Thursday, June 01, 2006

New York Commission To Examine Solo & Small Firm Practice

In February 2006, a Commission To Examine Solo and Small Firm Practice issued a report on how New York's court system could be improved to level the playing field for solo and small firm practitioners. The report may be found http://www.nycourts.gov/reports/ssfreport.pdf The report opens:

The vast majority of attorneys practicing law in the State of New York work in solo and small firms. More than 83.5% of attorneys in New York are solo practitioners, 14.7% work in offices of between two and nine attorneys, and only 1.8% of attorneys work in "large" firms, defined as firms having 10 or more attorneys.

This information will probably shock not only attorneys around the world who know only New York's megafirms, but also New York practitioners. We lack a certain self-awareness and are certainly not well-organized.

The report is chockablock with interesting information about the needs and interests of small firm practitioners and how the costs of litigation could be driven down by a more efficient court system. Technology plays a big role. The report comes out against mandatory electronic filing being instituted. Glenn Reynold's message that "Small is the new Big" hasn't hit us here.

Some great suggestions: abolish individual court rules, have courts serve orders by fax instead of requiring personal appearances by attorneys, promulgate forms on court websites to avoid the need to purchase expensive formbooks, permit preliminary conferences to be eliminated where parties agree on discovery issues, stagger court appearances to avoid "cattle call" motion calendars.

While this report is highly specific to New York State, it would probably be a good tool for small firm practitioners nationwide concerned about improving quality of life to take a look at. Your state may be way ahead or way behind, it's always interesting to know. The report really takes into account the life differences between urban and rural practitioners.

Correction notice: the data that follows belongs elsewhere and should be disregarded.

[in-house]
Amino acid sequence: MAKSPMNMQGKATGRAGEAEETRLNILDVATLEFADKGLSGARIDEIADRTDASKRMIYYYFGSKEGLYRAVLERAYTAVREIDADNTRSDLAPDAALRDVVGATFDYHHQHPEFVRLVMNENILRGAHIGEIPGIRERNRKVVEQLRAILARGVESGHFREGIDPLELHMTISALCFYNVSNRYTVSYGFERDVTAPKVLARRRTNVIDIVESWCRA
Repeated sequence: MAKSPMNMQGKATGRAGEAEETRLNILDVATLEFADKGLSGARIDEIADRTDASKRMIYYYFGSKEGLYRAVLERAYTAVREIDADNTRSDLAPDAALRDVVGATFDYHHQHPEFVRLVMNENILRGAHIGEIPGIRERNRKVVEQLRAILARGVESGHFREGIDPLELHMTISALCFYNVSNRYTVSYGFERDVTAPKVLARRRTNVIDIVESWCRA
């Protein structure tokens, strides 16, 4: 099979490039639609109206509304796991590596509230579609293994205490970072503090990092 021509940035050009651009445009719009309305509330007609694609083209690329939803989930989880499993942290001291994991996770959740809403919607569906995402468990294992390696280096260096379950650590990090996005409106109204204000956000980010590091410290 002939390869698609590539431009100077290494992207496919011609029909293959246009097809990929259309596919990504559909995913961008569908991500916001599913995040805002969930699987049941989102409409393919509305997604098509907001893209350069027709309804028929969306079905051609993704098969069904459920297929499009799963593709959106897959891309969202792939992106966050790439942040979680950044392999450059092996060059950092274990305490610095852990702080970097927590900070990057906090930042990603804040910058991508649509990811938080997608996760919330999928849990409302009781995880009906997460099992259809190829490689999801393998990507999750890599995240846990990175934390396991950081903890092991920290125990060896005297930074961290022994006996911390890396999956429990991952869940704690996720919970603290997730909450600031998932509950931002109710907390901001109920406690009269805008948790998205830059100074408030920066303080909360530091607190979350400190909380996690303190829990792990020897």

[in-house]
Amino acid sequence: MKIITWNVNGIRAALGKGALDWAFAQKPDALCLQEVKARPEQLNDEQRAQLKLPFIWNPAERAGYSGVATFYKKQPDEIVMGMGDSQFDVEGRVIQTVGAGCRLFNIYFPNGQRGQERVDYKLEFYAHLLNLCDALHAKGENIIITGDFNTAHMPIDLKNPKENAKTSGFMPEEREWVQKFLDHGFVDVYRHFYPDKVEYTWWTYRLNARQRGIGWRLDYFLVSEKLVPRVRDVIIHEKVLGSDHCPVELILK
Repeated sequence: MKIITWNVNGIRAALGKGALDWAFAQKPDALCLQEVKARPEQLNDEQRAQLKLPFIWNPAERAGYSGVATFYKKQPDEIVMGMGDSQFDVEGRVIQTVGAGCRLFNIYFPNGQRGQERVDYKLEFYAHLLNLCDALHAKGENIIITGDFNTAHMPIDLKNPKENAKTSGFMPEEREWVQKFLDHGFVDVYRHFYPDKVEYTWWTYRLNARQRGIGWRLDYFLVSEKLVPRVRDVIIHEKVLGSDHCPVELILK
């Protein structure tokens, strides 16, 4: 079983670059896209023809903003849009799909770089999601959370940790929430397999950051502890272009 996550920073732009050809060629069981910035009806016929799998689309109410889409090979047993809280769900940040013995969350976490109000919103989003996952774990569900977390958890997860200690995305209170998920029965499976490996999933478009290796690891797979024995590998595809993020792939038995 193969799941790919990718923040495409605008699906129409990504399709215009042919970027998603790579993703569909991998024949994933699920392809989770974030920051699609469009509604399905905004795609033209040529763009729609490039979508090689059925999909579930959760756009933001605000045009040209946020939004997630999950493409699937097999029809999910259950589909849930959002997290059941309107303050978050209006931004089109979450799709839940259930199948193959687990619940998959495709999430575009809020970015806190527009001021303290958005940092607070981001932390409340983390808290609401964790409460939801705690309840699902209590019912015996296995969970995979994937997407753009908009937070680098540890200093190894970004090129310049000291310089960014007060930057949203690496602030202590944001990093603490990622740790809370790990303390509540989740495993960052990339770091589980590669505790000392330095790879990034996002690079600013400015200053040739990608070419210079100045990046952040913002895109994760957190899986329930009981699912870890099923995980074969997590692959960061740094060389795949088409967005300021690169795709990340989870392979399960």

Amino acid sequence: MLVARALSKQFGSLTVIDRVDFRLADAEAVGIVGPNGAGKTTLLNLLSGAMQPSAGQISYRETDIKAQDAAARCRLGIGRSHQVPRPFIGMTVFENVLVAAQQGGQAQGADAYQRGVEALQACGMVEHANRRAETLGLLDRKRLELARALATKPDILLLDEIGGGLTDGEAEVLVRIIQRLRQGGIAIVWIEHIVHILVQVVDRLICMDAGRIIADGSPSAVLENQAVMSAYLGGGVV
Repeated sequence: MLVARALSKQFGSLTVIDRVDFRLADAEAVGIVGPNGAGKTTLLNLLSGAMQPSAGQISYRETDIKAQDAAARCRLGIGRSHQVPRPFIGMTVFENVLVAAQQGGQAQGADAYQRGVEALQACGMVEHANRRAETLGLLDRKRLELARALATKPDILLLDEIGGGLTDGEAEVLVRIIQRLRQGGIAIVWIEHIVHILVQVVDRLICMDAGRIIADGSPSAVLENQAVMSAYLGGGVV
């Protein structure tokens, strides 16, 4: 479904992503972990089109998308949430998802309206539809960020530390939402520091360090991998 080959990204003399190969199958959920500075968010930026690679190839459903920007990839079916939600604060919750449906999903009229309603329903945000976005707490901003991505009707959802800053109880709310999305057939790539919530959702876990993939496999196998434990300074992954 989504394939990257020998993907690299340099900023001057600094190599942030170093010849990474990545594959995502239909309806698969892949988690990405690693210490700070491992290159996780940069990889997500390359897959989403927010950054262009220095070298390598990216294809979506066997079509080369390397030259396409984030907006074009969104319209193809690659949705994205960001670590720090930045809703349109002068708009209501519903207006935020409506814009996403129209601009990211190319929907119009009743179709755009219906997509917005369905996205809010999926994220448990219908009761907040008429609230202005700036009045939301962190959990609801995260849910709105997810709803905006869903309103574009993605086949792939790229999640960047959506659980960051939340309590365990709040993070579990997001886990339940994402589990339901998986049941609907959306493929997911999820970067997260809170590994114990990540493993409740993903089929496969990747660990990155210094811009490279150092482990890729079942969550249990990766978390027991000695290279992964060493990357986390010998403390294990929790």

I did a google search and the report does not seem to have sparked much discussion on the 'net. I hope that some of the other bloggers looking at solo practice, such as Ben Cowgill's Soloblawg or Carolyn Elefant's MyShingle will dig into this rich feast. Will Arnie Herz find Legal Sanity in the report?

Or will the report, as so many other sensible and learned initiatives, die a quiet and unremarkable death? The report was commissioned by Judith Kaye, our highly-respected Chief Judge and was written by thirty solo and small firm practitioners. Bravo! In our maverick tradition, the report didn't pull any punches and may have been a more daring vision than the court anticipated.

If you care about the practice of law and the admistration of justice to real people, this report is critical. It's 95 pages, it's free - read it, talk about it and let's hope it sparks some positive change.

1 Comments:

Blogger Stephen said...

Ray,

Thanks for posting this, it's fascinating. I hope that the rules change. Unfortunately, having different rules in different courts benefits not just the large firms, but the deep pocket client's that retain them, which is going to make it that much harder to change.

9:25 PM  

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